U.S. President Joe Biden told a meeting with executives from major companies to discuss the global chip shortage on Monday (April 12) that he has bipartisan support for legislation to fund the semiconductor industry.
He will urge Congress to invest $50 billion in semiconductor manufacturing and research as part of his broader focus on rebuilding U.S. manufacturing as a powerhouse for the world’s largest economy – and a source of good-paying jobs – after years of declining investments and productivity growth, a senior administration official said.
Biden is expected to push his $2 trillion infrastructure plan, which includes $300 billion aimed at expanding manufacturing, especially in disadvantaged areas and communities of color through loans, grants, investments and the targeted use of federal procurements.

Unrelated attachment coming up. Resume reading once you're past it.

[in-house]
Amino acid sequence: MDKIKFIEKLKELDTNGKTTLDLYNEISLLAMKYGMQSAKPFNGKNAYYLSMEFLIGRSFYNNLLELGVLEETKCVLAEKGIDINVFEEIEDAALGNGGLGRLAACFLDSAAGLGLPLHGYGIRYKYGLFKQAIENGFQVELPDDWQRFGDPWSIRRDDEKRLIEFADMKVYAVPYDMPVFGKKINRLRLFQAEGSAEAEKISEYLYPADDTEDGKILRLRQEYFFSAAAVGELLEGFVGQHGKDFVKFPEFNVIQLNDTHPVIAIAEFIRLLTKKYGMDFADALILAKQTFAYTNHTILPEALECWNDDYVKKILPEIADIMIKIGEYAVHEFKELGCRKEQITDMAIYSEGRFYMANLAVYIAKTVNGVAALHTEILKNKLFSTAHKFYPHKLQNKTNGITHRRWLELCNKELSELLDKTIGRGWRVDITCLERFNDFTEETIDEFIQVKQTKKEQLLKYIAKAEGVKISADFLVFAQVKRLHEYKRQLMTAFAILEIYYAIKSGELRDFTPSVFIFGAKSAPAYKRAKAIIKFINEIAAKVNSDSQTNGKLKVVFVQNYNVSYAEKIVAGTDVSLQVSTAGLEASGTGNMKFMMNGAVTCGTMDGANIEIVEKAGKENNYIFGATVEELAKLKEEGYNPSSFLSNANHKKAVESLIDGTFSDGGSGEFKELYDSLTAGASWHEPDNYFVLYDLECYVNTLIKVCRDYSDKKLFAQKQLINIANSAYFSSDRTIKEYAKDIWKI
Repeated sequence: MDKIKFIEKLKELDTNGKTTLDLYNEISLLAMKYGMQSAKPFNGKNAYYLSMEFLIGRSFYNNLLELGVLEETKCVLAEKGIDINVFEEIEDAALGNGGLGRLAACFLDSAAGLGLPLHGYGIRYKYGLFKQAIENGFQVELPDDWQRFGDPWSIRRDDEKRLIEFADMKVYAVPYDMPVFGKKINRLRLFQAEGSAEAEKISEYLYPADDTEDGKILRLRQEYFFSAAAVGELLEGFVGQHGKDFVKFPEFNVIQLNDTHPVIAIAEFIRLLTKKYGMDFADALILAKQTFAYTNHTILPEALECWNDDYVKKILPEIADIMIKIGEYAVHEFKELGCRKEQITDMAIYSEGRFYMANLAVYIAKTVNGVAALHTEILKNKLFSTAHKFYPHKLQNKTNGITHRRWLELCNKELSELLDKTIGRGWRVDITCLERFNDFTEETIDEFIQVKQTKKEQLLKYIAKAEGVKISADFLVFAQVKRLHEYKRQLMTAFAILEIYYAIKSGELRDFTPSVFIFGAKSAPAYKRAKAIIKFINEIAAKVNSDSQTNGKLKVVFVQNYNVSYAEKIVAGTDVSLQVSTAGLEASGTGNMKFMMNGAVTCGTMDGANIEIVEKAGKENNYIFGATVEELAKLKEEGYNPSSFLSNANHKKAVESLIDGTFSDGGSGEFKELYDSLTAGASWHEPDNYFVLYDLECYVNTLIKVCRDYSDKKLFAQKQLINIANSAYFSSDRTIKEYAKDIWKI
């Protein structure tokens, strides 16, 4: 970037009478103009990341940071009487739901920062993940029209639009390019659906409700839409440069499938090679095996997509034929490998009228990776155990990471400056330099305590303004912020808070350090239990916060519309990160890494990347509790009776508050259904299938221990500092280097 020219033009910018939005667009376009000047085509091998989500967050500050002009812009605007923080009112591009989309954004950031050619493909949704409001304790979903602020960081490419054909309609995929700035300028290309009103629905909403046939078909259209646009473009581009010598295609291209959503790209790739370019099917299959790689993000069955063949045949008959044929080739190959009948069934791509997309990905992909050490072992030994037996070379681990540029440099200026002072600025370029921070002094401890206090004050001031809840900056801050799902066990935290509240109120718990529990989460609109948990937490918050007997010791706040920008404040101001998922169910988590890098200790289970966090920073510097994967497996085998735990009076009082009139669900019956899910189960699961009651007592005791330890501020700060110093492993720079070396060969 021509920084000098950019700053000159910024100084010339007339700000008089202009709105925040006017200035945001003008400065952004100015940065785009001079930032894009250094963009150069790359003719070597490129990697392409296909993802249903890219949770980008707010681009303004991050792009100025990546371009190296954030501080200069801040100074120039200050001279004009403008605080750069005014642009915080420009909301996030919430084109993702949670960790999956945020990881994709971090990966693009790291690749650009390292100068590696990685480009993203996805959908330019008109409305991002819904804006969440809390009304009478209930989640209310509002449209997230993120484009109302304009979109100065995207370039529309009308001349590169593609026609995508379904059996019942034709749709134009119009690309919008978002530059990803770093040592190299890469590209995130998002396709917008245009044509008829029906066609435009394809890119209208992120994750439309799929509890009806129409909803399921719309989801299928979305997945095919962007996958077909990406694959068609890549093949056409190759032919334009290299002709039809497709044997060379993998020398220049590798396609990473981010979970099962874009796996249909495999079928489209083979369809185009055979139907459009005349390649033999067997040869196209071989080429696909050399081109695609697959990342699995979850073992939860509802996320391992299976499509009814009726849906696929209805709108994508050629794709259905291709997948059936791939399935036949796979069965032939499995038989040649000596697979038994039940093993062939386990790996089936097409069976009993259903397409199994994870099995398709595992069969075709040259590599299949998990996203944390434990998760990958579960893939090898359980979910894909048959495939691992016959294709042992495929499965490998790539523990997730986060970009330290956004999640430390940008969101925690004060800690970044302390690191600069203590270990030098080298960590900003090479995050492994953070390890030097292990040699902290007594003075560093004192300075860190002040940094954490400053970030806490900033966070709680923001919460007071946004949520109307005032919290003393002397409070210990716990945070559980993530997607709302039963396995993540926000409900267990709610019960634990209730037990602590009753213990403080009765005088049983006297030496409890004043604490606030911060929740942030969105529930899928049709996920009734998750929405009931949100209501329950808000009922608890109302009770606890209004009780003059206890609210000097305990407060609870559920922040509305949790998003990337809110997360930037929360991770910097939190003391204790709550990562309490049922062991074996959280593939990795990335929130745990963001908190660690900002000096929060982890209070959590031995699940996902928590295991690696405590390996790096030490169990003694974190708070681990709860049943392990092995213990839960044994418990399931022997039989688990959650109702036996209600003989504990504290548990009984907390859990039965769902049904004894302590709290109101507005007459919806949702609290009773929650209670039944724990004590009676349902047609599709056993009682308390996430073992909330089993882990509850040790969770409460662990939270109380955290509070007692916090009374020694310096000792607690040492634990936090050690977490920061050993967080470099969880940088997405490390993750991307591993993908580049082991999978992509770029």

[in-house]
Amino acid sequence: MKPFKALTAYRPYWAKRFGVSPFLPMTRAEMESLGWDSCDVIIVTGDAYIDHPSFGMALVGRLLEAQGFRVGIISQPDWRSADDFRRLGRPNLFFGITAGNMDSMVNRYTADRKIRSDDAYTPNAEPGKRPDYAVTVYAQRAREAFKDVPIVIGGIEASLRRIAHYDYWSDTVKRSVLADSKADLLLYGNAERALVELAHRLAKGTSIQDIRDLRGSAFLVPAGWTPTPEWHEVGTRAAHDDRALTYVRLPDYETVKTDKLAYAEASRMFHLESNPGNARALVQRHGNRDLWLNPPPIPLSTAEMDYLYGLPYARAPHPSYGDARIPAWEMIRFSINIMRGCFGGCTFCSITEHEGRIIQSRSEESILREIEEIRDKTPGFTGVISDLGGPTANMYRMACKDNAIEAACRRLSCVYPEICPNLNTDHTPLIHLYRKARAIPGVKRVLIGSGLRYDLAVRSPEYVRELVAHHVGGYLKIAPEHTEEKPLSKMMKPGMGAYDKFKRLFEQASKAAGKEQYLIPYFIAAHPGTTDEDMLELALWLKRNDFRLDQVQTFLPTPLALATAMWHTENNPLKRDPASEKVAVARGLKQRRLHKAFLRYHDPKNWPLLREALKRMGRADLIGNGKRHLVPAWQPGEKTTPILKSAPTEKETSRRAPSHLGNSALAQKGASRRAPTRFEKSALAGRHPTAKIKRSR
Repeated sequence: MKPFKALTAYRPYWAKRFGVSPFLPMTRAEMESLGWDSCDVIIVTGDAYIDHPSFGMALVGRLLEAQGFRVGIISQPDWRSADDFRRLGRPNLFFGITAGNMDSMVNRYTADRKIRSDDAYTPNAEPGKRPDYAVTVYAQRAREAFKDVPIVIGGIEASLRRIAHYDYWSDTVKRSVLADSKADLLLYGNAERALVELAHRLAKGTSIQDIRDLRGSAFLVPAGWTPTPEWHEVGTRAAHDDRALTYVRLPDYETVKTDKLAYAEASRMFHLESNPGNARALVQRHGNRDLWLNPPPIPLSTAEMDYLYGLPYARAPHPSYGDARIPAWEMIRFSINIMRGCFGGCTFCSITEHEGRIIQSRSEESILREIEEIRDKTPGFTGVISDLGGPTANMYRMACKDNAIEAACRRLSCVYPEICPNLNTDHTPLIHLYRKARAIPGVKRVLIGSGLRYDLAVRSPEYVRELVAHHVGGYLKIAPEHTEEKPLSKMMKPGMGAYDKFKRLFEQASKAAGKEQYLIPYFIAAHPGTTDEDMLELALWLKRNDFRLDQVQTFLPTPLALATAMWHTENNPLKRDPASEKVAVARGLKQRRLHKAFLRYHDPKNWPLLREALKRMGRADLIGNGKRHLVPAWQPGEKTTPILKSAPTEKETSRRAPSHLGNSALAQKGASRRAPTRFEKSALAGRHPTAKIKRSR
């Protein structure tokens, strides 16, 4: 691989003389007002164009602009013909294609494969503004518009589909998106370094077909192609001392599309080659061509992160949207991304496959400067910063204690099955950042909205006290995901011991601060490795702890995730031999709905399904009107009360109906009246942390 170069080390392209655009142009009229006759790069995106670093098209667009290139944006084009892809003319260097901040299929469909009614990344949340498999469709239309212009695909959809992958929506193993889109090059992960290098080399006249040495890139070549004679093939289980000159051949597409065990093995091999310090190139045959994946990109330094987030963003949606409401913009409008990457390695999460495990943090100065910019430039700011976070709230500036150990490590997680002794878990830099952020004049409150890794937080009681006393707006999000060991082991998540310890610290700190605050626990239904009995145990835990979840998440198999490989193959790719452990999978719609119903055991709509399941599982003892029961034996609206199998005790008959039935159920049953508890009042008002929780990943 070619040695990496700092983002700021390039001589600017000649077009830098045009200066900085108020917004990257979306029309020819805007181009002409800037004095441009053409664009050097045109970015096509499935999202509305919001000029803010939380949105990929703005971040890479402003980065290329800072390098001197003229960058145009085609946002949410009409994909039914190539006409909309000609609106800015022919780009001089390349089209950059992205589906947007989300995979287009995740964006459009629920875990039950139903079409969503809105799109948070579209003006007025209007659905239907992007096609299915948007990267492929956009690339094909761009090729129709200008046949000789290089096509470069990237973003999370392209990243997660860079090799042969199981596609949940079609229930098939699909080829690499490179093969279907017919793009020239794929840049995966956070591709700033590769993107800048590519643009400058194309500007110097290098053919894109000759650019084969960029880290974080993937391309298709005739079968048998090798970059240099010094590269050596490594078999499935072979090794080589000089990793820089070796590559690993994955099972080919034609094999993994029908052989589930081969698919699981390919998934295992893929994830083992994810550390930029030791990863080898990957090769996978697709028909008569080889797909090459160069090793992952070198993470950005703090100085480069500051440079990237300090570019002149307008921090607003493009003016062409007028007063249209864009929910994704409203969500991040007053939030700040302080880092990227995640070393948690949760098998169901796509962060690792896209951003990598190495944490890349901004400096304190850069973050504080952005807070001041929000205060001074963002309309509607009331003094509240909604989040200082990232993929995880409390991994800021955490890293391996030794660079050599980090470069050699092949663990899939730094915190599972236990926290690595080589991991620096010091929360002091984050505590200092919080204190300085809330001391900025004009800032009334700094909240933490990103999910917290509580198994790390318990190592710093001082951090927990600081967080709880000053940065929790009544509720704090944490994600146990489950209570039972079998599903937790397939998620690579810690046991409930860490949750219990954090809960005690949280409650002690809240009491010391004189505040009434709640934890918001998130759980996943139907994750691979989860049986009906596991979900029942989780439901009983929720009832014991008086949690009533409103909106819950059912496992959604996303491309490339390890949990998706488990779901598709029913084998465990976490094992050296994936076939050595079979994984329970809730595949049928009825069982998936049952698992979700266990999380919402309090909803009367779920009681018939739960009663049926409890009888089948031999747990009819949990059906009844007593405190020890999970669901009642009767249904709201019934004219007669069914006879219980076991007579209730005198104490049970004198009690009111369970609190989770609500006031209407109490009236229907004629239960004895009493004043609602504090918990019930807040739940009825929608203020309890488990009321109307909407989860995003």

While the proposed investments will take time to implement, the administration is also seeking “short-term and medium-term solutions that will be discussed during the summit,” the official said. No further details were immediately available.
Among the executives attending the meeting with Biden were General Motors Chief Executive Mary Barra, Ford Motor CEO Jim Farley and Chrysler-parent Stellantis NV CEO Carlos Tavares.
A U.S. auto industry group last week urged the government to help and warned that a global semiconductor shortage could result in 1.28 million fewer vehicles built this year and disrupt production for another six months.
Automakers have been hit particularly hard by the global chip shortage after many canceled orders when their plants were idled by the coronavirus pandemic. Over the weekend, GM canceled more truck production shifts at two U.S. plants..
Broadband internet, cellphone and cable TV companies also face delays in receiving “network switches, routers, and servers,” according to an industry group.